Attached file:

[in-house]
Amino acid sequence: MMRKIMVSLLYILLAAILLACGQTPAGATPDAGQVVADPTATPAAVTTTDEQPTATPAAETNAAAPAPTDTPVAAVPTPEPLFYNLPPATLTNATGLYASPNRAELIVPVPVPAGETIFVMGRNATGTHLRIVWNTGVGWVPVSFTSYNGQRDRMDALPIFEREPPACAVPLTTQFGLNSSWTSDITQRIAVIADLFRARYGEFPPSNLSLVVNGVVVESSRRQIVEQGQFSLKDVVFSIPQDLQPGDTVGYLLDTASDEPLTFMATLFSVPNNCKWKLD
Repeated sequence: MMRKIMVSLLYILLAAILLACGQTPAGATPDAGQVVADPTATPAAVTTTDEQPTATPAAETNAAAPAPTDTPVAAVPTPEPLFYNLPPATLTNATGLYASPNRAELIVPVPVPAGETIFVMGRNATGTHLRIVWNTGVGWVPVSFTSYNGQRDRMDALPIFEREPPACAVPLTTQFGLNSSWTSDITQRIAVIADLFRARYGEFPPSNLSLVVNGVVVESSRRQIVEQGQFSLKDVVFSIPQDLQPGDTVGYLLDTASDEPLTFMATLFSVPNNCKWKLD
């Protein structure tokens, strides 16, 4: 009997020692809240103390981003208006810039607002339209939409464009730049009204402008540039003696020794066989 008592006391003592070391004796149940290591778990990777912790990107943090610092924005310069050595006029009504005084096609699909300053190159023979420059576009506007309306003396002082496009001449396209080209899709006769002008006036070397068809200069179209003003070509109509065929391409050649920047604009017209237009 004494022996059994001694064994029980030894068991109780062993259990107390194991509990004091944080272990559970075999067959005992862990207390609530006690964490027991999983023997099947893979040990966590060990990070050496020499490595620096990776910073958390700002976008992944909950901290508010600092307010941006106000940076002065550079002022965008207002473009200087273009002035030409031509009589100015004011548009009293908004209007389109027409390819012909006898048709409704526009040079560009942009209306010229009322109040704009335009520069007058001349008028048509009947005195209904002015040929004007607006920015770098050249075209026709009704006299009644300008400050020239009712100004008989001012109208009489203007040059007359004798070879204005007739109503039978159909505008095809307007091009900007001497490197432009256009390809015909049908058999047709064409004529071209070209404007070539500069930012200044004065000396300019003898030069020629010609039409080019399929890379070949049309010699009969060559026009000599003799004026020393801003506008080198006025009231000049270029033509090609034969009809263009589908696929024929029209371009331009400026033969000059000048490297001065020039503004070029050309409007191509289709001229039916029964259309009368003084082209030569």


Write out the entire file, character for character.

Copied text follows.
[in-house]
Amino acid sequence: MMRKIMVSLLYILLAAILLACGQTPAGATPDAGQVVADPTATPAAVTTTDEQPTATPAAETNAAAPAPTDTPVAAVPTPEPLFYNLPPATLTNATGLYASPNRAELIVPVPVPAGETIFVMGRNATGTHLRIVWNTGVGWVPVSFTSYNGQRDRMDALPIFEREPPACAVPLTTQFGLNSSWTSDITQRIAVIADLFRARYGEFPPSNLSLVVNGVVVESSRRQIVEQGQFSLKDVVFSIPQDLQPGDTVGYLLDTASDEPLTFMATLFSVPNNCKWKLD
Repeated sequence: MMRKIMVSLLYILLAAILLACGQTPAGATPDAGQVVADPTATPAAVTTTDEQPTATPAAETNAAAPAPTDTPVAAVPTPEPLFYNLPPATLTNATGLYASPNRAELIVPVPVPAGETIFVMGRNATGTHLRIVWNTGVGWVPVSFTSYNGQRDRMDALPIFEREPPACAVPLTTQFGLNSSWTSDITQRIAVIADLFRARYGEFPPSNLSLVVNGVVVESSRRQIVEQGQFSLKDVVFSIPQDLQPGDTVGYLLDTASDEPLTFMATLFSVPNNCKWKLD
């Protein structure tokens, strides 16, 4: 009997020692809240103390981003208006810039607002339209939409464009730049009204402008540039003696020794066989 008592006391003592070391004796149940290591778990990777912790990107943090610092924005310069050595006029009504005084096609699909300053190159023979420059576009506007309306003396002082496009001449396209080209899709006769002008006036070397068809200069179209003003070509109509065929391409050649920047604009017209237009 004494022996059994001694064994029980030894068991109780062993259990107390194991509990004091944080272990559970075999067959005992862990207390609530006690964490027991999983023997099947893979040990966590060990990070050496020499490595620096990776910073958390700002976008992944909950901290508010600092307010941006106000940076002065550079002022965008207002473009200087273009002035030409031509009589100015004011548009009293908004209007389109027409390819012909006898048709409704526009040079560009942009209306010229009322109040704009335009520069007058001349008028048509009947005195209904002015040929004007607006920015770098050249075209026709009704006299009644300008400050020239009712100004008989001012109208009489203007040059007359004798070879204005007739109503039978159909505008095809307007091009900007001497490197432009256009390809015909049908058999047709064409004529071209070209404007070539500069930012200044004065000396300019003898030069020629010609039409080019399929890379070949049309010699009969060559026009000599003799004026020393801003506008080198006025009231000049270029033509090609034969009809263009589908696929024929029209371009331009400026033969000059000048490297001065020039503004070029050309409007191509289709001229039916029964259309009368003084082209030569």